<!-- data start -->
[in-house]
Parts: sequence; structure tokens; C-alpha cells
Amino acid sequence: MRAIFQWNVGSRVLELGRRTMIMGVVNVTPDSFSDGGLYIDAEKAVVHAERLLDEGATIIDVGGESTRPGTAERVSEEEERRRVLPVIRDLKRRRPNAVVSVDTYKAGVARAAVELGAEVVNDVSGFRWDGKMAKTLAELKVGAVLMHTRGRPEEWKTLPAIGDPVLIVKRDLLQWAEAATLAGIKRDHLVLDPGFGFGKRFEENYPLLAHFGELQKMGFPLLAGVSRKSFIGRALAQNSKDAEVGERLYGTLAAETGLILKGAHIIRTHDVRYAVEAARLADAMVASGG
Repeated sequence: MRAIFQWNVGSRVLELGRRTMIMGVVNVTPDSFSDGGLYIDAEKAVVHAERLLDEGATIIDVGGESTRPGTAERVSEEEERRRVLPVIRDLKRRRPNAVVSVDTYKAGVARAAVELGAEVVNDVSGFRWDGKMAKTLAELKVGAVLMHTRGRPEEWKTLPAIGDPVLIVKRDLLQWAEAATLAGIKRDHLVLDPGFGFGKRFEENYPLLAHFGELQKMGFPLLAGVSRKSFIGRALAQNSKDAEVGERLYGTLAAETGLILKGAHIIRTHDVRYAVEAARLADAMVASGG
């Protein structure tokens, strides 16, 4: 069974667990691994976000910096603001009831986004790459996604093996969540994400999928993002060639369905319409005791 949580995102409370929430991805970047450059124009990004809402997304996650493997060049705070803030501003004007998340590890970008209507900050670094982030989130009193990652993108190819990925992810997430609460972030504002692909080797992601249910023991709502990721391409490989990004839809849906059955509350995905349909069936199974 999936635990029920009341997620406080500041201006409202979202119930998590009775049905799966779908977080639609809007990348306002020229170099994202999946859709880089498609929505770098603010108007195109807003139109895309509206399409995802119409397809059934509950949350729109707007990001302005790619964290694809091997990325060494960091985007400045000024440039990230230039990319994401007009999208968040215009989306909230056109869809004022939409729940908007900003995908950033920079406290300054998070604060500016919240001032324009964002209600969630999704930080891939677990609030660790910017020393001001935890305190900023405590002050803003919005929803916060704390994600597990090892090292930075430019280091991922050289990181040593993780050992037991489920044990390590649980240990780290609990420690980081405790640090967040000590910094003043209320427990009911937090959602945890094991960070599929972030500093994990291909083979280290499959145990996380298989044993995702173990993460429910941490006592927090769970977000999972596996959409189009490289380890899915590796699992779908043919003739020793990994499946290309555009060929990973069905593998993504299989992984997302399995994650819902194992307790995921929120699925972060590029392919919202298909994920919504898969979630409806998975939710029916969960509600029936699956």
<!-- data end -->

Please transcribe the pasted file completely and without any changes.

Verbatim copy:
[in-house]
Parts: sequence; structure tokens; C-alpha cells
Amino acid sequence: MRAIFQWNVGSRVLELGRRTMIMGVVNVTPDSFSDGGLYIDAEKAVVHAERLLDEGATIIDVGGESTRPGTAERVSEEEERRRVLPVIRDLKRRRPNAVVSVDTYKAGVARAAVELGAEVVNDVSGFRWDGKMAKTLAELKVGAVLMHTRGRPEEWKTLPAIGDPVLIVKRDLLQWAEAATLAGIKRDHLVLDPGFGFGKRFEENYPLLAHFGELQKMGFPLLAGVSRKSFIGRALAQNSKDAEVGERLYGTLAAETGLILKGAHIIRTHDVRYAVEAARLADAMVASGG
Repeated sequence: MRAIFQWNVGSRVLELGRRTMIMGVVNVTPDSFSDGGLYIDAEKAVVHAERLLDEGATIIDVGGESTRPGTAERVSEEEERRRVLPVIRDLKRRRPNAVVSVDTYKAGVARAAVELGAEVVNDVSGFRWDGKMAKTLAELKVGAVLMHTRGRPEEWKTLPAIGDPVLIVKRDLLQWAEAATLAGIKRDHLVLDPGFGFGKRFEENYPLLAHFGELQKMGFPLLAGVSRKSFIGRALAQNSKDAEVGERLYGTLAAETGLILKGAHIIRTHDVRYAVEAARLADAMVASGG
């Protein structure tokens, strides 16, 4: 069974667990691994976000910096603001009831986004790459996604093996969540994400999928993002060639369905319409005791 949580995102409370929430991805970047450059124009990004809402997304996650493997060049705070803030501003004007998340590890970008209507900050670094982030989130009193990652993108190819990925992810997430609460972030504002692909080797992601249910023991709502990721391409490989990004839809849906059955509350995905349909069936199974 999936635990029920009341997620406080500041201006409202979202119930998590009775049905799966779908977080639609809007990348306002020229170099994202999946859709880089498609929505770098603010108007195109807003139109895309509206399409995802119409397809059934509950949350729109707007990001302005790619964290694809091997990325060494960091985007400045000024440039990230230039990319994401007009999208968040215009989306909230056109869809004022939409729940908007900003995908950033920079406290300054998070604060500016919240001032324009964002209600969630999704930080891939677990609030660790910017020393001001935890305190900023405590002050803003919005929803916060704390994600597990090892090292930075430019280091991922050289990181040593993780050992037991489920044990390590649980240990780290609990420690980081405790640090967040000590910094003043209320427990009911937090959602945890094991960070599929972030500093994990291909083979280290499959145990996380298989044993995702173990993460429910941490006592927090769970977000999972596996959409189009490289380890899915590796699992779908043919003739020793990994499946290309555009060929990973069905593998993504299989992984997302399995994650819902194992307790995921929120699925972060590029392919919202298909994920919504898969979630409806998975939710029916969960509600029936699956």